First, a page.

NC’s Son’s defense of ‘returning to batting average’: “It’s definitely not an aging curve”
NC Dinos outfielder Son Ah-seop, 35, is a sophisticated hitter in the KBO, with a career batting average of .321, which ranks third overall among active players.스포츠토토
Since establishing himself as the Lotte Giants’ starting outfielder in 2010, he has been a consistent performer, with only two seasons in his 13 seasons in the KBO where he didn’t hit over .300.
Last year, when he switched to the NC, he hit .277 with four home runs and 48 RBIs, but this season, he is back to being a ‘triple-digit hitter’ with a .307 batting average.
“My age is not yet the age of the aging curve,” he emphasized when we met at Sajik Stadium in Busan on the 23rd.
“Aging Curve” is a term widely used in sports to describe the parabolic decline in physical performance as a result of aging, and is similar to senility.
Son’s on-base percentage peaked at 0.546 in 2018 and then fluctuated, dropping to 0.397 in 2021 and 0.367 in 2022.
Some analysts have suggested that the aging curve has set in for Son, who is in his mid-30s.
However, Son rebounded this season with a .411 on-base percentage, albeit without a home run.
“When I’m not performing well, the first thing that comes up is the aging curve, but it’s actually the effect of my batting balance and not swinging properly,” Son emphasized.
“When my balance is out of whack, I can’t hit it even if I try to hit it hard, and of course, my bat speed drops,” he said. “Unlike the aging curve, my bat speed doesn’t come out even though I swung properly. This is what they mean when they say, ‘If you feel like you’re going to hit a home run and you get caught in front of the fence, it’s time to stop playing baseball.'”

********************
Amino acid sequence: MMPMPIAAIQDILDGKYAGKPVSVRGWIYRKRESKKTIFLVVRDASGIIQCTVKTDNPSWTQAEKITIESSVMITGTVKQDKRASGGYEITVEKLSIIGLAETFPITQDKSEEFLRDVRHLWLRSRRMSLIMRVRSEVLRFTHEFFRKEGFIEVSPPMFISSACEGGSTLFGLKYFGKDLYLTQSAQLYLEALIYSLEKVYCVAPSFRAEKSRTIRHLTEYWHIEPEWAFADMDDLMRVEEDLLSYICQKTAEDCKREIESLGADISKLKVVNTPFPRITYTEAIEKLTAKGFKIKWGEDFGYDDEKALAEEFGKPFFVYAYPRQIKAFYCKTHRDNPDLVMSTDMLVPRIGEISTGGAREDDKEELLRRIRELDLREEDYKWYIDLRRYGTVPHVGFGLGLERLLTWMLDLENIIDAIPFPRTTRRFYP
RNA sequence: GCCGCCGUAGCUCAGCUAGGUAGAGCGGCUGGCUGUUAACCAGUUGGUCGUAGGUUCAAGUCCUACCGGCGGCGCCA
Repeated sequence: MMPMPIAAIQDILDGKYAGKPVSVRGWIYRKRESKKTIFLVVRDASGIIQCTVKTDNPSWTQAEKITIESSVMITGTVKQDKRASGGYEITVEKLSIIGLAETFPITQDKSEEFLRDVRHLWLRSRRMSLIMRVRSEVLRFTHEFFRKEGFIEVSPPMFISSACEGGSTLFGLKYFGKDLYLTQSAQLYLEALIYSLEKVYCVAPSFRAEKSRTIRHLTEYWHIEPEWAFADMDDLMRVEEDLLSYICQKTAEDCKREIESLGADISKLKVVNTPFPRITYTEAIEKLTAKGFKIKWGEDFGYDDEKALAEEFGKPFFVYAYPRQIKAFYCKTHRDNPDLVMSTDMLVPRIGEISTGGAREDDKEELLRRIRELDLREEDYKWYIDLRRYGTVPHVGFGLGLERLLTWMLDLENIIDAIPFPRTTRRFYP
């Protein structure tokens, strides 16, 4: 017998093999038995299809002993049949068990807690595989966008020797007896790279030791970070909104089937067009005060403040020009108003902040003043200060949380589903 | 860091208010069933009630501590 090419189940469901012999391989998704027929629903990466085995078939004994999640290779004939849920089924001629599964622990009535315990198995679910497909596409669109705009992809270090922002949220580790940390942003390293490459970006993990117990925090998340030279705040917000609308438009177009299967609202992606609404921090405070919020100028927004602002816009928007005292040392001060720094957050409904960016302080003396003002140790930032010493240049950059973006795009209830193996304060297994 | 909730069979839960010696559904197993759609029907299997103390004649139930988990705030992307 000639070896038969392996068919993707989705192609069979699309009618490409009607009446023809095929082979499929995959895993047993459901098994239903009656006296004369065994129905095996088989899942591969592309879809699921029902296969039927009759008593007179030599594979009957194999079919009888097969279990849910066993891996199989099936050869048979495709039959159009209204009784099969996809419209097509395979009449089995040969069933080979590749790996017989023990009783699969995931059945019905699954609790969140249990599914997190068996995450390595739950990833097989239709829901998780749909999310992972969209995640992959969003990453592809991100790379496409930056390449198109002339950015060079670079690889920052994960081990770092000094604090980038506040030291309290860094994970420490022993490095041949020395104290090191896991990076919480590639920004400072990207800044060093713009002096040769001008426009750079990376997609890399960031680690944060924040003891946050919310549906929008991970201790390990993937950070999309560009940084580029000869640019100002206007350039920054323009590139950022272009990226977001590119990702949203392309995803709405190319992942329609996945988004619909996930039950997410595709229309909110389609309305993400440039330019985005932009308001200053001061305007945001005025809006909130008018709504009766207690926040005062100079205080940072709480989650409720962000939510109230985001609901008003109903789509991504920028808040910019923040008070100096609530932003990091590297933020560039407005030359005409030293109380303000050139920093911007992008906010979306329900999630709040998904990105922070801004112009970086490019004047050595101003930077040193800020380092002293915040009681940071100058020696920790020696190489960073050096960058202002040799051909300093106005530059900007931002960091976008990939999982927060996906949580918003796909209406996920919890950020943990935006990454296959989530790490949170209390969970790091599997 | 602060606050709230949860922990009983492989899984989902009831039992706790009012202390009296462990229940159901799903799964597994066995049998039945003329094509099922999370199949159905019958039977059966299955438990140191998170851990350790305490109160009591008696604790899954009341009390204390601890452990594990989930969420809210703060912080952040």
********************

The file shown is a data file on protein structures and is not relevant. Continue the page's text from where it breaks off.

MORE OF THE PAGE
Son, who still hasn’t fully regained his old swing, said it started to break down in 2018, when he hit 28 home runs.
“As I got to know the taste of home runs, my swing got bigger and bigger, and my body remembered it badly,” he explained.
This year, he’s found some answers, and his bat speed is significantly higher than last season.
However, he says, “I know that even if my swing comes back, I’ll never be back to where I was physically at my best. Everyone’s physical abilities decline, but the fact that my swing was broken was a bigger reason (for my struggles).”
Instead, “I train every day to try and maximize what I have now. The present is more important than trying to find past glory,” he said, vowing to keep searching for answers.
Choi Hyung-woo (40-KIA Tigers) is the player who most clearly defied the “aging curve” Son saw.
Once known for his precision hitting and long balls, Choi seemed to be on a downward spiral with a .233 batting average and 12 home runs in 2021 and a .263 batting average and 14 home runs in 2022.
This year, however, he has rebounded, batting .326 with four home runs and a .924 OPS (on-base plus slugging percentage).
“It’s easy to talk about an aging curve, but that doesn’t explain Choi’s performance this year,” Son emphasized.
In addition, Son believes that the reduced rebound of KBO balls has also contributed to the decline in long balls.
The league’s on-base percentage dropped from 0.409 in 2020 to 0.383 in 2021, 0.379 in 2022, and down to 0.360 this year.
“When the bounce of the ball decreases, the bat speed decreases, and the overall league batting average decreases. No matter how good your swing is, you can’t do anything about reduced rebound,” he said.